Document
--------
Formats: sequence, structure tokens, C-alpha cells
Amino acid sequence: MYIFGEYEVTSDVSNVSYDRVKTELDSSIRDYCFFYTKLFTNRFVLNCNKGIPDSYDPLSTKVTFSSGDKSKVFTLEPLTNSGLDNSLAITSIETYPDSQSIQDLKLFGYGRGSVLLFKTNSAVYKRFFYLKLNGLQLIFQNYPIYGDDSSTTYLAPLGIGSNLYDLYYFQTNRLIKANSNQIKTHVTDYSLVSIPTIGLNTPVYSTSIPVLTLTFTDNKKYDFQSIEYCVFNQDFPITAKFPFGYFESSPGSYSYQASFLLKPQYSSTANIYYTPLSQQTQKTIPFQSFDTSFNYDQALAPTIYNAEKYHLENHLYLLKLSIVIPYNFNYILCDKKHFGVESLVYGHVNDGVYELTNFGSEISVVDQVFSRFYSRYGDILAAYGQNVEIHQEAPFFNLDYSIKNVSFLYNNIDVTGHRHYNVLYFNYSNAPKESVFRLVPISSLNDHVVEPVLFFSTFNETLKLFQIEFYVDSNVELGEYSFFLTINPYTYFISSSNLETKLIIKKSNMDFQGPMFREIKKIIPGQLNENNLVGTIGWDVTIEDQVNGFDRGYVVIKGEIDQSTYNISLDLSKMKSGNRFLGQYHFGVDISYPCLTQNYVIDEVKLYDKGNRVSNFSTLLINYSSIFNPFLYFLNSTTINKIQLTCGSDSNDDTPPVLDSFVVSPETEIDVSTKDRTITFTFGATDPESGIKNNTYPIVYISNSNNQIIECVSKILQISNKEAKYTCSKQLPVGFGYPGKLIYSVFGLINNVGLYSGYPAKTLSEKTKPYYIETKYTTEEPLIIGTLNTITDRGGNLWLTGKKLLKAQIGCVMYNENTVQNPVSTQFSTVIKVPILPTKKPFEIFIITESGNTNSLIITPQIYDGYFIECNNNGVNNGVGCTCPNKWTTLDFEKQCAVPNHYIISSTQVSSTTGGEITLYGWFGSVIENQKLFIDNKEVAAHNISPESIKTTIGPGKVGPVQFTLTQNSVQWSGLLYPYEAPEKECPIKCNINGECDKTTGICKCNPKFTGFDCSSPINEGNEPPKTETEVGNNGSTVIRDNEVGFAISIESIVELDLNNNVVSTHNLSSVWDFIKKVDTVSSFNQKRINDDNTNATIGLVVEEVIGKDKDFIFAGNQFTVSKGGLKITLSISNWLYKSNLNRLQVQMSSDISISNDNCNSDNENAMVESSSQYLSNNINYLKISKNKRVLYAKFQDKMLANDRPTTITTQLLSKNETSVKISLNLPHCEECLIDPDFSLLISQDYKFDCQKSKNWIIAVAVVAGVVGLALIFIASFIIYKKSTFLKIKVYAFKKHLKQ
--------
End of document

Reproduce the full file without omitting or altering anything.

Formats: sequence, structure tokens, C-alpha cells
Amino acid sequence: MYIFGEYEVTSDVSNVSYDRVKTELDSSIRDYCFFYTKLFTNRFVLNCNKGIPDSYDPLSTKVTFSSGDKSKVFTLEPLTNSGLDNSLAITSIETYPDSQSIQDLKLFGYGRGSVLLFKTNSAVYKRFFYLKLNGLQLIFQNYPIYGDDSSTTYLAPLGIGSNLYDLYYFQTNRLIKANSNQIKTHVTDYSLVSIPTIGLNTPVYSTSIPVLTLTFTDNKKYDFQSIEYCVFNQDFPITAKFPFGYFESSPGSYSYQASFLLKPQYSSTANIYYTPLSQQTQKTIPFQSFDTSFNYDQALAPTIYNAEKYHLENHLYLLKLSIVIPYNFNYILCDKKHFGVESLVYGHVNDGVYELTNFGSEISVVDQVFSRFYSRYGDILAAYGQNVEIHQEAPFFNLDYSIKNVSFLYNNIDVTGHRHYNVLYFNYSNAPKESVFRLVPISSLNDHVVEPVLFFSTFNETLKLFQIEFYVDSNVELGEYSFFLTINPYTYFISSSNLETKLIIKKSNMDFQGPMFREIKKIIPGQLNENNLVGTIGWDVTIEDQVNGFDRGYVVIKGEIDQSTYNISLDLSKMKSGNRFLGQYHFGVDISYPCLTQNYVIDEVKLYDKGNRVSNFSTLLINYSSIFNPFLYFLNSTTINKIQLTCGSDSNDDTPPVLDSFVVSPETEIDVSTKDRTITFTFGATDPESGIKNNTYPIVYISNSNNQIIECVSKILQISNKEAKYTCSKQLPVGFGYPGKLIYSVFGLINNVGLYSGYPAKTLSEKTKPYYIETKYTTEEPLIIGTLNTITDRGGNLWLTGKKLLKAQIGCVMYNENTVQNPVSTQFSTVIKVPILPTKKPFEIFIITESGNTNSLIITPQIYDGYFIECNNNGVNNGVGCTCPNKWTTLDFEKQCAVPNHYIISSTQVSSTTGGEITLYGWFGSVIENQKLFIDNKEVAAHNISPESIKTTIGPGKVGPVQFTLTQNSVQWSGLLYPYEAPEKECPIKCNINGECDKTTGICKCNPKFTGFDCSSPINEGNEPPKTETEVGNNGSTVIRDNEVGFAISIESIVELDLNNNVVSTHNLSSVWDFIKKVDTVSSFNQKRINDDNTNATIGLVVEEVIGKDKDFIFAGNQFTVSKGGLKITLSISNWLYKSNLNRLQVQMSSDISISNDNCNSDNENAMVESSSQYLSNNINYLKISKNKRVLYAKFQDKMLANDRPTTITTQLLSKNETSVKISLNLPHCEECLIDPDFSLLISQDYKFDCQKSKNWIIAVAVVAGVVGLALIFIASFIIYKKSTFLKIKVYAFKKHLKQ